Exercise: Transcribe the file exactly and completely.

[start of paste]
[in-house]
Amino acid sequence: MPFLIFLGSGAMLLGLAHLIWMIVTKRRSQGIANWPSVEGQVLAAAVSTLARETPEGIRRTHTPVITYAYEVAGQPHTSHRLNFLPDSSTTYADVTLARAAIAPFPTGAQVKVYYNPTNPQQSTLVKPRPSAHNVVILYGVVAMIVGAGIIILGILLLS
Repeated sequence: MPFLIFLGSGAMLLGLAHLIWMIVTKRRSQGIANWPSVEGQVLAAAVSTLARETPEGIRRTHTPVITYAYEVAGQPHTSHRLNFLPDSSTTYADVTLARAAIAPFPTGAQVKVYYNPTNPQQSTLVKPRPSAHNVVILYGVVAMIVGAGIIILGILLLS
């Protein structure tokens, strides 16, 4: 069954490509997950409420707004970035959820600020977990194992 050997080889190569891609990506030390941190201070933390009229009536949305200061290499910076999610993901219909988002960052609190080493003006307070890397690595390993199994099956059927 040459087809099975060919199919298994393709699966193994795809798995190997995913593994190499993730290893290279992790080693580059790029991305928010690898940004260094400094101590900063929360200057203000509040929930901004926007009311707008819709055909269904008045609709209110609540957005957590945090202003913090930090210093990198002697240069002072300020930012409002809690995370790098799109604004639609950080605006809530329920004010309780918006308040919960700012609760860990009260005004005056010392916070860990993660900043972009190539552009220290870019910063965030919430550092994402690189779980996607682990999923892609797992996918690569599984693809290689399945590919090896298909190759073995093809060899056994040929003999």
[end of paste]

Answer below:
[in-house]
Amino acid sequence: MPFLIFLGSGAMLLGLAHLIWMIVTKRRSQGIANWPSVEGQVLAAAVSTLARETPEGIRRTHTPVITYAYEVAGQPHTSHRLNFLPDSSTTYADVTLARAAIAPFPTGAQVKVYYNPTNPQQSTLVKPRPSAHNVVILYGVVAMIVGAGIIILGILLLS
Repeated sequence: MPFLIFLGSGAMLLGLAHLIWMIVTKRRSQGIANWPSVEGQVLAAAVSTLARETPEGIRRTHTPVITYAYEVAGQPHTSHRLNFLPDSSTTYADVTLARAAIAPFPTGAQVKVYYNPTNPQQSTLVKPRPSAHNVVILYGVVAMIVGAGIIILGILLLS
């Protein structure tokens, strides 16, 4: 069954490509997950409420707004970035959820600020977990194992 050997080889190569891609990506030390941190201070933390009229009536949305200061290499910076999610993901219909988002960052609190080493003006307070890397690595390993199994099956059927 040459087809099975060919199919298994393709699966193994795809798995190997995913593994190499993730290893290279992790080693580059790029991305928010690898940004260094400094101590900063929360200057203000509040929930901004926007009311707008819709055909269904008045609709209110609540957005957590945090202003913090930090210093990198002697240069002072300020930012409002809690995370790098799109604004639609950080605006809530329920004010309780918006308040919960700012609760860990009260005004005056010392916070860990993660900043972009190539552009220290870019910063965030919430550092994402690189779980996607682990999923892609797992996918690569599984693809290689399945590919090896298909190759073995093809060899056994040929003999």